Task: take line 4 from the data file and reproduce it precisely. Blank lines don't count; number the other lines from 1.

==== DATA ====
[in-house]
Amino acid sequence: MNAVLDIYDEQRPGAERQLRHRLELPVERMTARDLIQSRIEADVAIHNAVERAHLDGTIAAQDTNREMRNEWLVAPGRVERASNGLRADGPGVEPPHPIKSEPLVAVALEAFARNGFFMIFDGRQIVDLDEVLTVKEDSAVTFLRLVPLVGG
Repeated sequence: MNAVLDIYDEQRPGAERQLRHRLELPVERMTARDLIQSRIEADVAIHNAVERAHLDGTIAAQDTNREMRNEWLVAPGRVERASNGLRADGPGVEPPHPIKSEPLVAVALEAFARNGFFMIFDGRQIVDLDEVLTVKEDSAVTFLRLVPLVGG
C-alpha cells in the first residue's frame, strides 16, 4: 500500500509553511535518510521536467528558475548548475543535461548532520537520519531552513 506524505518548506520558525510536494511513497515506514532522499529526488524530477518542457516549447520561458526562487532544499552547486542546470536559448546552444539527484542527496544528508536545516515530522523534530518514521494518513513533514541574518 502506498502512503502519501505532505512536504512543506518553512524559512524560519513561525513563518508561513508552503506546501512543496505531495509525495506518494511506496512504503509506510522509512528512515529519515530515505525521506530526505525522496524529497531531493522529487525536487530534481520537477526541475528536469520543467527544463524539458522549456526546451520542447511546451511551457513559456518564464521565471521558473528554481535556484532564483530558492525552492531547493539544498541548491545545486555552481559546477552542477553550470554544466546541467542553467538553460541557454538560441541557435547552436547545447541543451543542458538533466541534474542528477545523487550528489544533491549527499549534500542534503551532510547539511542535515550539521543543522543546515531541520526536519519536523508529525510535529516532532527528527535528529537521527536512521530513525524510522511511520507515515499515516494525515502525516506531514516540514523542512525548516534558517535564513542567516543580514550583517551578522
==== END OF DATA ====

C-alpha cells in the first residue's frame, strides 16, 4: 500500500509553511535518510521536467528558475548548475543535461548532520537520519531552513 506524505518548506520558525510536494511513497515506514532522499529526488524530477518542457516549447520561458526562487532544499552547486542546470536559448546552444539527484542527496544528508536545516515530522523534530518514521494518513513533514541574518 502506498502512503502519501505532505512536504512543506518553512524559512524560519513561525513563518508561513508552503506546501512543496505531495509525495506518494511506496512504503509506510522509512528512515529519515530515505525521506530526505525522496524529497531531493522529487525536487530534481520537477526541475528536469520543467527544463524539458522549456526546451520542447511546451511551457513559456518564464521565471521558473528554481535556484532564483530558492525552492531547493539544498541548491545545486555552481559546477552542477553550470554544466546541467542553467538553460541557454538560441541557435547552436547545447541543451543542458538533466541534474542528477545523487550528489544533491549527499549534500542534503551532510547539511542535515550539521543543522543546515531541520526536519519536523508529525510535529516532532527528527535528529537521527536512521530513525524510522511511520507515515499515516494525515502525516506531514516540514523542512525548516534558517535564513542567516543580514550583517551578522